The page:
“Whether we’ll try to participate on something similar to that I the future, it’s [to be determined],” he said. “I have to analyze the situations individually as they come along. They depend on a lot of things, including time. Have I lost my passions for cars and racing cars? No.

“If the right opportunity with the right timing and the right circumstances came around again, that’s for sure something that I would love to do. There are opportunities and opportunities – some are good and some are not so good.”

Watch Indianapolis 500 time trials this weekend online and on your mobile devices.

IndyCar 2015 Driver Review: Gabby Chaves

Gabby Chaves
Leave a comment

MotorSportsTalk continues its run through the driver-by-driver field in the Verizon IndyCar Series. In 15th and the rookie-of-the-year for 2015, was Gabby Chaves.

Gabby Chaves, No. 98 Bryan Herta Autosport Honda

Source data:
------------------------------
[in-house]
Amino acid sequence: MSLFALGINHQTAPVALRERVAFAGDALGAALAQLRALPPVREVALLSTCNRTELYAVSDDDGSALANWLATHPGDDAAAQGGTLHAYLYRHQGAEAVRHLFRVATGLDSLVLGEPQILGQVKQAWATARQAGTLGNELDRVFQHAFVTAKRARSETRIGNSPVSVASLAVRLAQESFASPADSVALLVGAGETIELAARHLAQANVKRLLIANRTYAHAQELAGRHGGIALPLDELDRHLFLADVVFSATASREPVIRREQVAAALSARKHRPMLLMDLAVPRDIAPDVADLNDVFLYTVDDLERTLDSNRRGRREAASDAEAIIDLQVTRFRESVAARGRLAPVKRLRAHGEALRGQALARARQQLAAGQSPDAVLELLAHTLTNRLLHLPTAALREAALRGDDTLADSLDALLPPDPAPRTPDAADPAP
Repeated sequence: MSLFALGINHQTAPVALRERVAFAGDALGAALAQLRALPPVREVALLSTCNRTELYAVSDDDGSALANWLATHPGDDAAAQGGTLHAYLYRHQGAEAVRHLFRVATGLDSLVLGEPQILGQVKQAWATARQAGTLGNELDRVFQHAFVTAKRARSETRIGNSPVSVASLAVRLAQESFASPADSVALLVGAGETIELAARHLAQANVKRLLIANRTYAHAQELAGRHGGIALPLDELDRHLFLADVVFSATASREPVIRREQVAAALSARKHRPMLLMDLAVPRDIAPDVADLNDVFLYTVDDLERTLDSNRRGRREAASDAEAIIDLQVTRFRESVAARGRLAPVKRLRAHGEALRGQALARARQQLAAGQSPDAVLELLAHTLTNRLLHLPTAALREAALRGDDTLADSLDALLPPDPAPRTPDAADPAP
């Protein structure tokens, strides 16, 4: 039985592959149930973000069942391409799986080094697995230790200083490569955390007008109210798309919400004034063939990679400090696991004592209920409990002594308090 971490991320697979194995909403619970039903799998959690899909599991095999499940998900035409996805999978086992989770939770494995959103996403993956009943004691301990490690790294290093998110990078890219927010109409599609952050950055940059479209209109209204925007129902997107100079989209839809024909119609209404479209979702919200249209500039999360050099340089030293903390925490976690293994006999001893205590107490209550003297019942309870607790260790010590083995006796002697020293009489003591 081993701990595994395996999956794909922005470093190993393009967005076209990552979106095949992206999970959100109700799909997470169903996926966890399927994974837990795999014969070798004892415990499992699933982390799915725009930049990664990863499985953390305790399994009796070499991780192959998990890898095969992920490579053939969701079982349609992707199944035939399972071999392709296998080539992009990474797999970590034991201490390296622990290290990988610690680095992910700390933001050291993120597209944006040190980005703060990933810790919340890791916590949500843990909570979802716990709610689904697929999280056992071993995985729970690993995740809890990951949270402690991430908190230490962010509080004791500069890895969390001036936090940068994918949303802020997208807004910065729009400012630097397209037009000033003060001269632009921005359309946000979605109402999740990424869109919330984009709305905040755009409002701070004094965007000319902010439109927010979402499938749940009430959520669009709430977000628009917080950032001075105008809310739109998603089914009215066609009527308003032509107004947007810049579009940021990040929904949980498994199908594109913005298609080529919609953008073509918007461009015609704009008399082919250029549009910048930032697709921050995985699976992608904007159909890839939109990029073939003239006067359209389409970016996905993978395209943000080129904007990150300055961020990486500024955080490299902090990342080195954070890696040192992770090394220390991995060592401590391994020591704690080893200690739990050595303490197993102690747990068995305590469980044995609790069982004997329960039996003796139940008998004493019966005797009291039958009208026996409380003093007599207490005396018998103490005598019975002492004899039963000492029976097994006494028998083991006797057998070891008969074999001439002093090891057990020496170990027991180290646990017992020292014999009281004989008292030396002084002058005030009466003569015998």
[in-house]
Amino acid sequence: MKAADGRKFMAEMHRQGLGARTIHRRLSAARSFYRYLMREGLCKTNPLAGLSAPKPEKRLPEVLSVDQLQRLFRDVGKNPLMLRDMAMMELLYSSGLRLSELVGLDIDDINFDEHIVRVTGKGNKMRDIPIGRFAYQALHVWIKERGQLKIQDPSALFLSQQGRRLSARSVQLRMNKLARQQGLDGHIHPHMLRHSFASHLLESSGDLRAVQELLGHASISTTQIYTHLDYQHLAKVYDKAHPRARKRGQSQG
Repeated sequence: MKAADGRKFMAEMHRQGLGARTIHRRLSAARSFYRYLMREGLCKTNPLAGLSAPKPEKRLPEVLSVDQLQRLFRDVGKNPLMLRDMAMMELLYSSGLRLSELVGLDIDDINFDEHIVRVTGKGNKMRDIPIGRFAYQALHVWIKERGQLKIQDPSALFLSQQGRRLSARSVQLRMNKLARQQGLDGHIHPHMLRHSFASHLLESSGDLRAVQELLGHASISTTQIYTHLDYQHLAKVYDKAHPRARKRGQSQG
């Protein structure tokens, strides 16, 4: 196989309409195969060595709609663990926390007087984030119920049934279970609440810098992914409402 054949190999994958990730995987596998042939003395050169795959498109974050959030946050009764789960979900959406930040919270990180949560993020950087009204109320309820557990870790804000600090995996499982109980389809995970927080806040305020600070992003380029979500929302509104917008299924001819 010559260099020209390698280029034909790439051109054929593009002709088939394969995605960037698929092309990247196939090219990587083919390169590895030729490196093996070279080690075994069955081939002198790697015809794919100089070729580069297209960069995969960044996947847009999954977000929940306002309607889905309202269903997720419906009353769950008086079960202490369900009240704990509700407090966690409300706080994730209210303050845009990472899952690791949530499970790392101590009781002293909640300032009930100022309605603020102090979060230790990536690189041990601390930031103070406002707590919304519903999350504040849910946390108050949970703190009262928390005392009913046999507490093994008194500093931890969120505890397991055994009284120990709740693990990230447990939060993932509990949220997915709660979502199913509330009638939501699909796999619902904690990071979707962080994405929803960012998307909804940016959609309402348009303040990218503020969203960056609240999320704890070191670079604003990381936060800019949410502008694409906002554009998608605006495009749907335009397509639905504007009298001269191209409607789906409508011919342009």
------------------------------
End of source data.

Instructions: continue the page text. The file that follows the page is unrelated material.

• 2014: Indy Lights champion
  • 2015: 15th Place, Best Finish 9th, Best Start 12th, 0 Top-5, 2 Top-10, 31 Laps Led, 19.3 Avg. Start, 14.4 Avg. Finish

Some drivers finish better than their performances show. Some drivers have performances better than their results show. The latter statement applied to Gabby Chaves in his rookie year, in what was an impressive first season after making the step up from Indy Lights, which deservedly earned him rookie-of-the-year honors.

The best comparison I’d make for Gabby is of Josef Newgarden in 2012 with Sarah Fisher Hartman Racing, a first-year driver on a single-car, newish team to the series.